I was wrong to make Noreena a synonym for retarded,
wrong to consider the girl herself a science
project in muteness. It’s just that each day her mother
parked her, a package of shivering limbs,
in the club pool, and each day I did equations in my head.
Rich tennis mother + Noreena = no tennis.
Rich tennis mother – Noreena = double sets.
Easy the math. Easy the water. Easy to turn a body
into broken syllables, syllables into a punch line:
Noreena She-ain’t-no-holiday Holladay.
Her shivering filled the pool and emptied the afternoon
of its colors. Lapped at her mother’s polished
Mercedes in the parking lot. All summer
I swam that impossible cold, swam it beside Noreena.
Backstroke, dog paddle, dead man’s float.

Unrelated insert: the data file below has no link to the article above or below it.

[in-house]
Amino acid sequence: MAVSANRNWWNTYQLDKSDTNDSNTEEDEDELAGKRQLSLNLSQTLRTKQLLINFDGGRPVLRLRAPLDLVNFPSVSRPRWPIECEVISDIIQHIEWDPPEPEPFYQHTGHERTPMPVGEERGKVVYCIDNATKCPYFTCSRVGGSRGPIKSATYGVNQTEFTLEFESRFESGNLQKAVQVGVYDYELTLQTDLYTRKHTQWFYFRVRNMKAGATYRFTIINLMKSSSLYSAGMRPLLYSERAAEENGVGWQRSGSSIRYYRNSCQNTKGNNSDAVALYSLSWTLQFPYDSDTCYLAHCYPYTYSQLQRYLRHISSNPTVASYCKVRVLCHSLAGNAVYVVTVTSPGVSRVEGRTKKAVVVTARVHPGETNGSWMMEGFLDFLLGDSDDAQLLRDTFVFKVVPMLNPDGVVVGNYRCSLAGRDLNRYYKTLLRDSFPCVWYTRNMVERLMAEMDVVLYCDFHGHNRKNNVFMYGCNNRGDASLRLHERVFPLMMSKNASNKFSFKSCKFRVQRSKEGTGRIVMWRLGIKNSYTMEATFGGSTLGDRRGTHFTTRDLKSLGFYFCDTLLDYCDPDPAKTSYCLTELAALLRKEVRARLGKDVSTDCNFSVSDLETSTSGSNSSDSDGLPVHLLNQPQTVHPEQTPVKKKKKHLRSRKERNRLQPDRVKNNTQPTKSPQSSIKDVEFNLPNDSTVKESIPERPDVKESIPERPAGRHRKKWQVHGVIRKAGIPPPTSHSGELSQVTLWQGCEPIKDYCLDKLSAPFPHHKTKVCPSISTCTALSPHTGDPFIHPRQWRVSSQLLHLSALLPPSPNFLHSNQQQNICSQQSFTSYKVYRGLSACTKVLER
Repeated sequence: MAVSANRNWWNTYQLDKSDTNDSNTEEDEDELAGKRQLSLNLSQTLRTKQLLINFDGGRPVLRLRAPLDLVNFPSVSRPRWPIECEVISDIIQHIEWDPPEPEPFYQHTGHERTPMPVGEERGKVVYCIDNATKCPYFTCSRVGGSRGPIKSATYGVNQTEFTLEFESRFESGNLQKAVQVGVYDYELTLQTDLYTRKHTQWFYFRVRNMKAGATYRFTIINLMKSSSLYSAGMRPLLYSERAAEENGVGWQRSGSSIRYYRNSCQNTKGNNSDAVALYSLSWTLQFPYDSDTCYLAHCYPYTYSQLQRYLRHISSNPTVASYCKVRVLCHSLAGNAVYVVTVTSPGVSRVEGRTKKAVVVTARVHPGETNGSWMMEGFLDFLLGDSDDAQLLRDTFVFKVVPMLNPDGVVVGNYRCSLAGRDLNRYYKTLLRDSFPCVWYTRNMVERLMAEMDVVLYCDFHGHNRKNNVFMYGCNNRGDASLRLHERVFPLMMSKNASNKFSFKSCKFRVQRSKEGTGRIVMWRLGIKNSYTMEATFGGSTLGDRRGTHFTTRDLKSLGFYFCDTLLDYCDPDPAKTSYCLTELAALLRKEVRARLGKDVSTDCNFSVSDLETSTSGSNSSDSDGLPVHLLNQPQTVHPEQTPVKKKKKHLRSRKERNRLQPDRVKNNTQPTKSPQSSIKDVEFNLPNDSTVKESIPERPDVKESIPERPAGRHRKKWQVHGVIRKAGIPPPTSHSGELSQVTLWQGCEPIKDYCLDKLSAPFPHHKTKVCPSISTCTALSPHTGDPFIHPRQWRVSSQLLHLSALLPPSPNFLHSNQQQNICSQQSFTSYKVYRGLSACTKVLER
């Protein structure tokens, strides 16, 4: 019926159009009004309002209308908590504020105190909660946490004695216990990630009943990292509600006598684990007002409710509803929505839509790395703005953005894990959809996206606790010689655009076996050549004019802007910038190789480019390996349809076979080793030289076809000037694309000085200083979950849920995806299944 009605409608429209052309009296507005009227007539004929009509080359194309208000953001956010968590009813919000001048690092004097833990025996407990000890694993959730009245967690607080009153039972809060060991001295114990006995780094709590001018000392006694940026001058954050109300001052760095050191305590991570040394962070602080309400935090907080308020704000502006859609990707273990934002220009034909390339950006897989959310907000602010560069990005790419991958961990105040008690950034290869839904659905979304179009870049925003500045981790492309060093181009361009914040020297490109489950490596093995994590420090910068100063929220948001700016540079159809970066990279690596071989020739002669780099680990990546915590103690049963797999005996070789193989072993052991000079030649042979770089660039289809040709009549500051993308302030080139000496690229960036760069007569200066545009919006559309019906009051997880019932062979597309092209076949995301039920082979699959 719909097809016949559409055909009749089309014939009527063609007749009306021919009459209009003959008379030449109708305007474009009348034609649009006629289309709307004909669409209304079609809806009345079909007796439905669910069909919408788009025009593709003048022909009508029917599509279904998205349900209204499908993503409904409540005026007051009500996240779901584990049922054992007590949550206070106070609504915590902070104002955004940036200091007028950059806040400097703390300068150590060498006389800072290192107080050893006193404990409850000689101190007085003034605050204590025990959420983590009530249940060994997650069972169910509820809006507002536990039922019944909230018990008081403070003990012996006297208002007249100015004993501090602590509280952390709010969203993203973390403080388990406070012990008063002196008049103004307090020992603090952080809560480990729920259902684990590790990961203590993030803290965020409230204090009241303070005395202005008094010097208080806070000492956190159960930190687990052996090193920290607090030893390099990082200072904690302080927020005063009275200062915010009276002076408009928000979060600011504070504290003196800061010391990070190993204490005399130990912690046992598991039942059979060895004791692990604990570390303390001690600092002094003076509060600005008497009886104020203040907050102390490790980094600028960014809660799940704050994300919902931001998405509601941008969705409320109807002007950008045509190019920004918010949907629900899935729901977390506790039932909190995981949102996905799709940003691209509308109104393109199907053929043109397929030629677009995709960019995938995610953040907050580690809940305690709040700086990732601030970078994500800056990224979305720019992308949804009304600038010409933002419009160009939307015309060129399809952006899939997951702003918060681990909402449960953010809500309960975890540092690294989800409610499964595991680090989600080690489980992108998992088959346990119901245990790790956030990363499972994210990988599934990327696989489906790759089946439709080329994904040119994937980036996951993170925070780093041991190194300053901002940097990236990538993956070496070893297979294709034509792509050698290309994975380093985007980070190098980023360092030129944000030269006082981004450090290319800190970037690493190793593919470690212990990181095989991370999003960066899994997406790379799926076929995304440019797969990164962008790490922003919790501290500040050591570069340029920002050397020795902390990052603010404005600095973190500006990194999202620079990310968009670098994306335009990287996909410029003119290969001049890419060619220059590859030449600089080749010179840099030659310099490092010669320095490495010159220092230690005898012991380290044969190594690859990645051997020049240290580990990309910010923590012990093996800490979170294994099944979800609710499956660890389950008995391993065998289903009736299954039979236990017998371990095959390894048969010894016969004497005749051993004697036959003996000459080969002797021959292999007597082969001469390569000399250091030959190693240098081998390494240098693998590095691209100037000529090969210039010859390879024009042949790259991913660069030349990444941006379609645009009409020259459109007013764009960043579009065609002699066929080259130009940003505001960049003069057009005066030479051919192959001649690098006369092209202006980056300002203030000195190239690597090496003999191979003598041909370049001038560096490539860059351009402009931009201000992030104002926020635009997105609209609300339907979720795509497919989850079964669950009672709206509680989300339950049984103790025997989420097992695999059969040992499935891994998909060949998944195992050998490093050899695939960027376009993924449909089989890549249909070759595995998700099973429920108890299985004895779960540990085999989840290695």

And sometimes I held her hand—in secret, under water.
I wanted to take her despair inside. So blue
lipped, so jittery. I wanted to prove it wasn’t mine.
Then I’d dive. And kick for the forgiving deep
where saving myself was the same as treading water.
Lance Larsen teaches at Brigham Young University, where he serves as poetry editor of Literature and Belief. His third collection of poems is due out this year from University of Tampa Press. Recent work has appeared or is forthcoming in Raritan, The Gettysburg Review, AGNI, Orion, The Iowa Review, FIELD, Brevity, The Georgia Review, and elsewhere. He has received a number of awards, including a Pushcart Prize and an NEA fellowship in poetry. (updated 10/2008)